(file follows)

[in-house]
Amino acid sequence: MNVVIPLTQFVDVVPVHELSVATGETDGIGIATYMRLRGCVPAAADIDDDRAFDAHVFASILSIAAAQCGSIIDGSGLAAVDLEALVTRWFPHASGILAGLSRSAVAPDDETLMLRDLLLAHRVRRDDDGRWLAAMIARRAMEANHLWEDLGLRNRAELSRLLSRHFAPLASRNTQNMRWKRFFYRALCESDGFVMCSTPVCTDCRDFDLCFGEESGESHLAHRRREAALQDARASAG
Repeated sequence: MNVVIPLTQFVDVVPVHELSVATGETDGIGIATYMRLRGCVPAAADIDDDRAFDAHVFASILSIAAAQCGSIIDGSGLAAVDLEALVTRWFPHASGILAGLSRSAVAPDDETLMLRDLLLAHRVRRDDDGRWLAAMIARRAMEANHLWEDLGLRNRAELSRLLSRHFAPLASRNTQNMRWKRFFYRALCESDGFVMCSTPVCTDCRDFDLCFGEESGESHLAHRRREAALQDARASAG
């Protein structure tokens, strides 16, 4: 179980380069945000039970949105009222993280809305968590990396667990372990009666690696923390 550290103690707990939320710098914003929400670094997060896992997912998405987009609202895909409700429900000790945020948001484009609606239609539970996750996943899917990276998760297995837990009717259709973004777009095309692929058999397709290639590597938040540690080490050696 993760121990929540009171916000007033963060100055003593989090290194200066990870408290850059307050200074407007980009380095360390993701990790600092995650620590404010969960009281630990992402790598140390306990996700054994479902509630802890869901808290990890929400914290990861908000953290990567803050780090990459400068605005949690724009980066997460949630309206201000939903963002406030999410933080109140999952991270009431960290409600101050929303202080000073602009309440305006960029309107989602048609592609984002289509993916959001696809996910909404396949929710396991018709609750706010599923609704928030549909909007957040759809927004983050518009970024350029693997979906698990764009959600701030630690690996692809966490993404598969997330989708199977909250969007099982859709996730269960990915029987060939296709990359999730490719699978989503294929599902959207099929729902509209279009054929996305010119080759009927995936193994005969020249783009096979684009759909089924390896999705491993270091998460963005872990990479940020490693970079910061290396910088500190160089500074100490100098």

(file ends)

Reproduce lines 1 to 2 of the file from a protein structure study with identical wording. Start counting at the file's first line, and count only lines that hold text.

[in-house]
Amino acid sequence: MNVVIPLTQFVDVVPVHELSVATGETDGIGIATYMRLRGCVPAAADIDDDRAFDAHVFASILSIAAAQCGSIIDGSGLAAVDLEALVTRWFPHASGILAGLSRSAVAPDDETLMLRDLLLAHRVRRDDDGRWLAAMIARRAMEANHLWEDLGLRNRAELSRLLSRHFAPLASRNTQNMRWKRFFYRALCESDGFVMCSTPVCTDCRDFDLCFGEESGESHLAHRRREAALQDARASAG